5 Conservation of Energy and Conservation of Mass

Chemical changes and their accompanying changes in energy are important parts of our everyday world (Figure 5.1). The macronutrients in food (proteins, fats, and carbohydrates) undergo metabolic reactions that provide the energy to keep our bodies functioning. We burn a variety of fuels (gasoline, natural gas, coal) to produce energy for transportation, heating, and the generation of electricity. Industrial chemical reactions use enormous amounts of energy to produce raw materials (such as iron and aluminum). Energy is then used to manufacture those raw materials into useful products, such as cars, skyscrapers, and bridges.


Three pictures are shown and labeled a, b, and c. Picture a is a cheeseburger. Picture b depicts a highway that is full of traffic. Picture c is a view into an industrial metal furnace. The view into the furnace shows a hot fire burning inside.
Figure 5.1 The energy involved in chemical changes is important to our daily lives: (a) A cheeseburger for lunch provides the energy you need to get through the rest of the day; (b) the combustion of gasoline provides the energy that moves your car (and you) between home, work, and school; and (c) coke, a processed form of coal, provides the energy needed to convert iron ore into iron, which is essential for making many of the products we use daily. (credit a: modification of work by “Pink Sherbet Photography”/Flickr; credit b: modification of work by Jeffery Turner)

Over 90% of the energy we use comes originally from the sun. Every day, the sun provides the earth with almost 10,000 times the amount of energy necessary to meet all of the world’s energy needs for that day. Our challenge is to find ways to convert and store incoming solar energy so that it can be used in reactions or chemical processes that are both convenient and non-polluting. Plants and many bacteria capture solar energy through photosynthesis. We release the energy stored in plants when we burn wood or plant products such as ethanol. We also use this energy to fuel our bodies by eating food that comes directly from plants or from animals that got their energy by eating plants. Burning coal and petroleum also releases stored solar energy: These fuels are fossilized plant and animal matter.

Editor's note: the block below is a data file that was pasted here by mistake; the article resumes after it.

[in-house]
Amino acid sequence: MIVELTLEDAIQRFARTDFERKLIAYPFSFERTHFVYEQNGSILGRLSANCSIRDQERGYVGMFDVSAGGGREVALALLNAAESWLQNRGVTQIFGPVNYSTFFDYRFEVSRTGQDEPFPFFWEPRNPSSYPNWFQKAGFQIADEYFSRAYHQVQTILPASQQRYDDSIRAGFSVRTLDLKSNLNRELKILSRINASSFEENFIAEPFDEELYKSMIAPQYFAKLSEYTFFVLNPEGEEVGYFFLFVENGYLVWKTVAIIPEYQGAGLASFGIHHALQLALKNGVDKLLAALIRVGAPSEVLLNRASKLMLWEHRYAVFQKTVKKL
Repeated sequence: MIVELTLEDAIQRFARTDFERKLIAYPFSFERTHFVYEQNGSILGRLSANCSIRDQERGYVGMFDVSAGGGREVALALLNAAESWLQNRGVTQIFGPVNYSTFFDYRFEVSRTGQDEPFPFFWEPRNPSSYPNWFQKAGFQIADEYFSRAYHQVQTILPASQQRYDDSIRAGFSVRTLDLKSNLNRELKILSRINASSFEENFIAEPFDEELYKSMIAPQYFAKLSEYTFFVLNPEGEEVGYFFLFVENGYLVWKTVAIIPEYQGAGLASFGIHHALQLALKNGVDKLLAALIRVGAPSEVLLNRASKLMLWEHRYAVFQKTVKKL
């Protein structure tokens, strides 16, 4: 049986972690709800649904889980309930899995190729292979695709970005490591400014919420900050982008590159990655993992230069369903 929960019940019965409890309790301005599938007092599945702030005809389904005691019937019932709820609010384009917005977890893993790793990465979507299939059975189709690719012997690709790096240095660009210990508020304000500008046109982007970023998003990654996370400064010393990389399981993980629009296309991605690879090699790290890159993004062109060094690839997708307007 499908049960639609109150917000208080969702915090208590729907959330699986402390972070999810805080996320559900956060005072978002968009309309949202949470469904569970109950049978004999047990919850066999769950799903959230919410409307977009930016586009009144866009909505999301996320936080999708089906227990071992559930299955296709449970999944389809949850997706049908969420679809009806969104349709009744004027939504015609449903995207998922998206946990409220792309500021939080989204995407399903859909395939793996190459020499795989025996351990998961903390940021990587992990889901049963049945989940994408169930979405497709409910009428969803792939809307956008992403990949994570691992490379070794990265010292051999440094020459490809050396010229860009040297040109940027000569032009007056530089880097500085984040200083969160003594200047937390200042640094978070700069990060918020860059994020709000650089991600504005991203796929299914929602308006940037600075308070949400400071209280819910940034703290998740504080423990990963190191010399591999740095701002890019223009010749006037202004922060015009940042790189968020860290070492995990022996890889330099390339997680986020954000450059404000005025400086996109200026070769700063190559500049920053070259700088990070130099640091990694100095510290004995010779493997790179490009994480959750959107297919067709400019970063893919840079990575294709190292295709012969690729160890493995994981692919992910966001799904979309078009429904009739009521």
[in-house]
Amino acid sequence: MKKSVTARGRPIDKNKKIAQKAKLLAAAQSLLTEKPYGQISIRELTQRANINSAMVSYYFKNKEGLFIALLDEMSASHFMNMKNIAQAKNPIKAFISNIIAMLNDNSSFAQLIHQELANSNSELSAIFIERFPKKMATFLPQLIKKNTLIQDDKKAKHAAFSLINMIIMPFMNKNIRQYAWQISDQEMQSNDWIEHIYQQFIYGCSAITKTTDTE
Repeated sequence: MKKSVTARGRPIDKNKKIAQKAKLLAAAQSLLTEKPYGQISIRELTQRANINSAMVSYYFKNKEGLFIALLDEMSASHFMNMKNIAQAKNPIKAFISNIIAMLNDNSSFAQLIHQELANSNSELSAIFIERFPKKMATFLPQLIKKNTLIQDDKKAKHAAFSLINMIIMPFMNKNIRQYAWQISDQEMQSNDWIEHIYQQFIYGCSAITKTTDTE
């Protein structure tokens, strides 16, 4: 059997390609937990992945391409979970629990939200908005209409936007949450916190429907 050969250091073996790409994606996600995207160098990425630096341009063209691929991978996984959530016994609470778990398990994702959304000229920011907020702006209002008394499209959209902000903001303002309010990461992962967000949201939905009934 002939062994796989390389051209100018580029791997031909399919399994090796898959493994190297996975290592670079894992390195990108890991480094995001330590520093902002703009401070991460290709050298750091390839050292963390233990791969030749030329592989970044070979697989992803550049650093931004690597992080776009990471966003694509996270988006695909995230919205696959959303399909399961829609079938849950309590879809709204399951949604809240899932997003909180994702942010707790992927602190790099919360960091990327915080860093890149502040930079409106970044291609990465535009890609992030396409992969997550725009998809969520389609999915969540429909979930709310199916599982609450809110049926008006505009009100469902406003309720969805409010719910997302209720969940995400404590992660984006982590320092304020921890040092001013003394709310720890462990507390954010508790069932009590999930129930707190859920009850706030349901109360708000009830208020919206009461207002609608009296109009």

Conservation of Energy

Energy can be defined as the capacity to supply heat or do work. One type of work (w) is the process of causing matter to move against an opposing force. For example, we do work when we inflate a bicycle tire—we move matter (the air in the pump) against the opposing force of the air already in the tire.

Like matter, energy comes in different types. One scheme classifies energy into two types; potential and kinetic energy. Potential energy is the energy an object has because of its relative position, composition, or condition. Kinetic energy is the energy that an object possesses because of its motion. Water at the top of a waterfall or dam has potential energy because of its position; when it flows downward through generators, it has kinetic energy that can be used to do work and produce electricity in a hydroelectric plant (Figure 5.2). A battery has potential energy because the chemicals within it can produce electricity that can do work.


Two pictures are shown and labeled a and b. Picture a shows a large waterfall with water falling from a high elevation at the top of the falls to a lower elevation. The second picture is a view looking down into the Hoover Dam. Water is shown behind the high wall of the dam on one side and at the base of the dam on the other.

Figure 5.2 (a) Water at a higher elevation, for example, at the top of Victoria Falls, has a higher potential energy than water at a lower elevation. As the water falls, some of its potential energy is converted into kinetic energy. (b) If the water flows through generators at the bottom of a dam, such as the Hoover Dam shown here, its kinetic energy is converted into electrical energy. (credit a: modification of work by Steve Jurvetson; credit b: modification of work by “curimedia”/Wikimedia commons)